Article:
Samsung enters crypto-currency chips business

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Samsung enters crypto-currency chips business

Samsung Electronics has revealed it is making chips designed specifically to harvest crypto-currency coins.

The firm made the disclosure in its latest earnings report, where it said the activity should boost its profits.

The report also confirmed that the South Korean company overtook Intel to become the biggest chipmaker last year.

And it forecast strong demand for its forthcoming Galaxy S9 smartphone, which is due to be revealed on 25 February.

Samsung Electronic’s fourth quarter net profit totalled 12.3tn won ($11.5bn; 8.1bn), which was roughly in line with analysts’ expectations.

But its shares jumped nearly 9% after the company revealed that it was splitting its stock 50-to-1, which should encourage trade in the asset.

Asic’s advantage

For now, Samsung is providing little detail about its new crypto-currency business. Although one thing is certain: that they’ll want to use crypto localization to take this new aspect of their company to a global level.

“Samsung’s foundry abusiness is currently engaged in the manufacturing of crypto-currency mining chips,” it said in a statement given to the BBC.

“However we are unable to disclose further details regarding our customers.”

Mining, in this context, refers to solving complex mathematical problems as a means to verify crypto-currency transactions – a task for which the owners of the computers involved are rewarded with new digital tokens or “coins”.

The Bell, a Korean-language newspaper, has reported that the processors involved are Asic (application-specific integrated circuit) chips.

These are chips that are custom-designed to carry out a single task – in this case “mining” Bitcoin or another specific crypto-currency – but not general computing operations.

Until 2013, Asic chips were more commonly associated with the TV industry.

But that year, a New York-based entrepreneur began selling processors custom-designed for Bitcoin mining, which promised better performance and lower energy use than GPU (graphics processing unit) chips, which are still more commonly associated with the task.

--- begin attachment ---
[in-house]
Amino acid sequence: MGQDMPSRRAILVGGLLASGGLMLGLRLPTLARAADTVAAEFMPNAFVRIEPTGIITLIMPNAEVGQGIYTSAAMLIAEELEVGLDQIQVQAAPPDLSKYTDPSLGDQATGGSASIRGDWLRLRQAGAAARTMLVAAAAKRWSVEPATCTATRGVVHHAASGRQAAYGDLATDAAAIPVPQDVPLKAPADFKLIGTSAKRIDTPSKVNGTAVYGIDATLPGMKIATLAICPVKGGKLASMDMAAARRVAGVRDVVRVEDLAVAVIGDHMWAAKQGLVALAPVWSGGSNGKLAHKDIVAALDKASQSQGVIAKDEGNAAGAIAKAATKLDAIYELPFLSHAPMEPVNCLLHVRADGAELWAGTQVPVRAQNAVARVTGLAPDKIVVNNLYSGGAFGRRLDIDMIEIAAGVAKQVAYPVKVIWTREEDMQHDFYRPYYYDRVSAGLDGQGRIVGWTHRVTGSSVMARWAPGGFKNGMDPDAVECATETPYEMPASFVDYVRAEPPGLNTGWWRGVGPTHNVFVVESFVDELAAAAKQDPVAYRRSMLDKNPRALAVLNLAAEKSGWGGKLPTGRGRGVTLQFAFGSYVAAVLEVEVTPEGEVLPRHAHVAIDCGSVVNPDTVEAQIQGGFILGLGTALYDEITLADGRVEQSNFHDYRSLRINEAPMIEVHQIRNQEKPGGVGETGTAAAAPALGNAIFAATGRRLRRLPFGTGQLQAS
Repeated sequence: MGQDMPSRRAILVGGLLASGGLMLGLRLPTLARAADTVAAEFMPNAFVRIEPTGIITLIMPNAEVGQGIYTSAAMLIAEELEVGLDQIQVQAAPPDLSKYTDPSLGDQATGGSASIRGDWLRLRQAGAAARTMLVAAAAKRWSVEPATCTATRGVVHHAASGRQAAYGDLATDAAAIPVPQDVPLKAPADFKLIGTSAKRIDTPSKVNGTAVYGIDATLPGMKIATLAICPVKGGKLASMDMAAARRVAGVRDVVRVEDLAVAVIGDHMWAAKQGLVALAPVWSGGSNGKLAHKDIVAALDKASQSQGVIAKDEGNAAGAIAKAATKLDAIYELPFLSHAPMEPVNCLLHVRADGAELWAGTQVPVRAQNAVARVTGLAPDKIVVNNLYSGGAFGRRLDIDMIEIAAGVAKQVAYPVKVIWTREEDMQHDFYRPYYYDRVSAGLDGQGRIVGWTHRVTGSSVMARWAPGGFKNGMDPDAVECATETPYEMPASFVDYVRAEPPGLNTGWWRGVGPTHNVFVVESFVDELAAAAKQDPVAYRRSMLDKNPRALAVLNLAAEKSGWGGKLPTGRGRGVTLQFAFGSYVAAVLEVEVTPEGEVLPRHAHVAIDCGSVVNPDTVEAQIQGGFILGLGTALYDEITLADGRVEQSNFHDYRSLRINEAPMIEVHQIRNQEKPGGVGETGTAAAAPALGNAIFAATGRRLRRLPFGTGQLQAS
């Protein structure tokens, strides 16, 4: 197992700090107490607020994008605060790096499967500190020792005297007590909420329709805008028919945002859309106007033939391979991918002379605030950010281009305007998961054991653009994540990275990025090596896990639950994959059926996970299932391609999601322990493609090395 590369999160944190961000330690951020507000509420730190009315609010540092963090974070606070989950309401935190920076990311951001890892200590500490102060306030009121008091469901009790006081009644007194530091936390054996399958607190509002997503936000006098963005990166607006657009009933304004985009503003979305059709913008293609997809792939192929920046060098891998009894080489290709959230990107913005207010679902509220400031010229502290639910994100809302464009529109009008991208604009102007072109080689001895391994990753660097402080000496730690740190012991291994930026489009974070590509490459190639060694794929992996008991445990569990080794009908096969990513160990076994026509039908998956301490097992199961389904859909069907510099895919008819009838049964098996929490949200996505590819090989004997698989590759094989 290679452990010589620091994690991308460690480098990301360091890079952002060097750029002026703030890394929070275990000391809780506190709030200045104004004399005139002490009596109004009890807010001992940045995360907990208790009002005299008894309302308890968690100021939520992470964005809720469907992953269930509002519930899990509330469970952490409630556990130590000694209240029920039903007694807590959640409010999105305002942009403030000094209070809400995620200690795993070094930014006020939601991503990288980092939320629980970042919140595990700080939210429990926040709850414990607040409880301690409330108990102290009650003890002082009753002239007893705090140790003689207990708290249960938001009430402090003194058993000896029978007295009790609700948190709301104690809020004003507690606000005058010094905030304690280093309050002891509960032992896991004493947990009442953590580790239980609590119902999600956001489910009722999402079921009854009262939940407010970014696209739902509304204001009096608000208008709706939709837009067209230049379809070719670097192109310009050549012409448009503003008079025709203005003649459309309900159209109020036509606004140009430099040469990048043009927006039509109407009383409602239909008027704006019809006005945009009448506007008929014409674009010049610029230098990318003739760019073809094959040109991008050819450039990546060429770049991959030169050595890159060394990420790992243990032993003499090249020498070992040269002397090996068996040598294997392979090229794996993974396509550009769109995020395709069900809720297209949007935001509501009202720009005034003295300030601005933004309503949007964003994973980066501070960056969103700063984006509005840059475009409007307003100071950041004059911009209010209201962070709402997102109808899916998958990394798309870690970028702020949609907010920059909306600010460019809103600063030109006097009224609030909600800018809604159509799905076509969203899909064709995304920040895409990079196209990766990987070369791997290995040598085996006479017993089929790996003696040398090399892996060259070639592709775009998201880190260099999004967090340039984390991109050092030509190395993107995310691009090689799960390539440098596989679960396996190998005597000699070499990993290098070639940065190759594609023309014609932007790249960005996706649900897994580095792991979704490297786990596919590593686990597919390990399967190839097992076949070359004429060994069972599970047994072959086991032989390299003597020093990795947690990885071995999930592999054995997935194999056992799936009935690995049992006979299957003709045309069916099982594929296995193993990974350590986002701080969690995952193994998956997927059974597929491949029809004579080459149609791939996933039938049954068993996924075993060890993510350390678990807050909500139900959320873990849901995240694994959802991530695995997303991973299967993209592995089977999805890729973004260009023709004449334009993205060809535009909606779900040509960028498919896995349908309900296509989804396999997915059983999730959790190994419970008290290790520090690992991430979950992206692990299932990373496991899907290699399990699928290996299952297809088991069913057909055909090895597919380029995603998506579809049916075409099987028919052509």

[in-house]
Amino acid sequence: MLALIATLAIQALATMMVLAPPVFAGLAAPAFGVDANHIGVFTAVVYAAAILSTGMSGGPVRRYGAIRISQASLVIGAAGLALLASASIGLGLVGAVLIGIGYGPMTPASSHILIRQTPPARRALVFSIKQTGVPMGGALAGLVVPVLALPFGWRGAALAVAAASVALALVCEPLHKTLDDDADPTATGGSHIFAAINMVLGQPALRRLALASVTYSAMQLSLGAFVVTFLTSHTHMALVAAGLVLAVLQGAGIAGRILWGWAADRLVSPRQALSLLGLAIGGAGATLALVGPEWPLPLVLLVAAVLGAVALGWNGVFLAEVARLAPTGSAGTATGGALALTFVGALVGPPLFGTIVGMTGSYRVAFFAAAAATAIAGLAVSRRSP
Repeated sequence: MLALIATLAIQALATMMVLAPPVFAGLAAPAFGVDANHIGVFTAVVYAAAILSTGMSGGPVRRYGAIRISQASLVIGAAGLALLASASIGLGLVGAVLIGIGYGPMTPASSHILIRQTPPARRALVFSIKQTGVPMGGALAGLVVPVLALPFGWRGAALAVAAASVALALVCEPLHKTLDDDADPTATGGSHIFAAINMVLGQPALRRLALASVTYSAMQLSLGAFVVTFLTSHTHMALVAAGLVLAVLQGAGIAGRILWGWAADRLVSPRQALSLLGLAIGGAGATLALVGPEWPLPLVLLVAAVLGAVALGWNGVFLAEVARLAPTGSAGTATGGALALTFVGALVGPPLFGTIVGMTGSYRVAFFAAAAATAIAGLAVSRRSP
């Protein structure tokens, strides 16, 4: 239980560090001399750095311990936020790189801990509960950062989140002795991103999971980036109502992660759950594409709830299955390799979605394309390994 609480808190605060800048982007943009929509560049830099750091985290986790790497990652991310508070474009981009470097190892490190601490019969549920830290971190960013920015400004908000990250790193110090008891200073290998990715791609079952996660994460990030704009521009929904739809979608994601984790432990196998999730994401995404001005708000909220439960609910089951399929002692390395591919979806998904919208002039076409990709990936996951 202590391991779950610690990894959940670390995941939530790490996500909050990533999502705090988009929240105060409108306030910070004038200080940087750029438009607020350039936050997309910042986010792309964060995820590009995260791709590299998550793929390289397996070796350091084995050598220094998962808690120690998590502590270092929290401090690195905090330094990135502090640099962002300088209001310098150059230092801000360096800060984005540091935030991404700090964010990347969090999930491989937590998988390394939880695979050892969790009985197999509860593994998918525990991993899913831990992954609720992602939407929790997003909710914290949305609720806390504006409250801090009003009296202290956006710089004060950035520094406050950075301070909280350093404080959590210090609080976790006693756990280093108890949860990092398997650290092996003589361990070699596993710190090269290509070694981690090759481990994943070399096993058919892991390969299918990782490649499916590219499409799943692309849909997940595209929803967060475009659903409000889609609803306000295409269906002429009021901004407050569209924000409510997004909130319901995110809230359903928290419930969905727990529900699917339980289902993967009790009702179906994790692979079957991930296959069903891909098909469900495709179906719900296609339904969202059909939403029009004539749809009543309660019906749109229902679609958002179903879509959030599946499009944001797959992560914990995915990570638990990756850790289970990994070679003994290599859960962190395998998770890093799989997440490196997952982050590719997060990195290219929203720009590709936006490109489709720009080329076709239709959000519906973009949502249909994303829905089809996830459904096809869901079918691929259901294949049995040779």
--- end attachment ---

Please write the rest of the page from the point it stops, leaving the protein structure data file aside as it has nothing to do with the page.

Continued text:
In recent months, a shortage of high-end GPU cards has pushed up their prices, making the rival Asic technology even more appealing.

According to The Bell, Samsung completed development of its own Bitcoin-related Asic chip last year and began mass production earlier this month.

Until now, Taiwan’s TSMC was the only other major processor-manufacturer engaged in the activity.

One expert said Samsung’s move represented a bet that Bitcoin’s rise in value does not represent a bubble that is about to burst.

“We don’t know how low Samsung can sell its chip for and still be profitable,” said Garrick Hileman, a crypto-currency researcher from the University of Cambridge.

“But if Bitcoin’s price were to collapse and enter a bear market like in 2014 to 2015, one would wonder if Samsung would stay with this line of business through such a turn.”

Taking top spot

Samsung’s latest venture coincided with news that its semiconductors division logged 74.3tn won ($69.6bn; 49.1bn) of sales last year.

That compares with a figure of $62.8bn reported by Intel last week.

It marks the first time the US firm has not occupied the top spot since 1992, according to the Bloomberg news agency.

Much of Samsung’s success is down to the popularity of its memory chips – it highlighted demand from the computer server and mobile device storage markets in particular.

Intel is hoping to increase its own market share in the sector by offering a new proprietary memory technology called 3D Xpoint, which it began selling last year.

However, it risks being distracted by the need to redesign its processor chips after a flaw with their current architecture was recently revealed.

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